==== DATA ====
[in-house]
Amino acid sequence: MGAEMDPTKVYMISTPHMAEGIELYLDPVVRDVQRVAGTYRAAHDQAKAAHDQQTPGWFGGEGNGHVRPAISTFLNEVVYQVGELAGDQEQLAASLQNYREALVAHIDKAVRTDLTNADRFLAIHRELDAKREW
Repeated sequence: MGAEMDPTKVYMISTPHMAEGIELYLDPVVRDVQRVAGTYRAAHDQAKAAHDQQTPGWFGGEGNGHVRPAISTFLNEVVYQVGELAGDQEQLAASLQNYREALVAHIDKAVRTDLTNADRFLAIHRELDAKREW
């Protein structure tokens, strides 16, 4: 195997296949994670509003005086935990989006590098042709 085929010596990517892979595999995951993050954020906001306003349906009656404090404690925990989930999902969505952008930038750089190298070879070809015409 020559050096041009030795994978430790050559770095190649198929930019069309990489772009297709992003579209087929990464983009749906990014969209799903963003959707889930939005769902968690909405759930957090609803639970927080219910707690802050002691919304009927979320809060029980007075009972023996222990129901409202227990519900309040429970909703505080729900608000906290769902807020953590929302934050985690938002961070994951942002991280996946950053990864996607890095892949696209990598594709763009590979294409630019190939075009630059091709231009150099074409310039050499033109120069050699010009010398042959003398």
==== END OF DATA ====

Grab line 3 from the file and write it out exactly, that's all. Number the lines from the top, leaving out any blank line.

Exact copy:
Repeated sequence: MGAEMDPTKVYMISTPHMAEGIELYLDPVVRDVQRVAGTYRAAHDQAKAAHDQQTPGWFGGEGNGHVRPAISTFLNEVVYQVGELAGDQEQLAASLQNYREALVAHIDKAVRTDLTNADRFLAIHRELDAKREW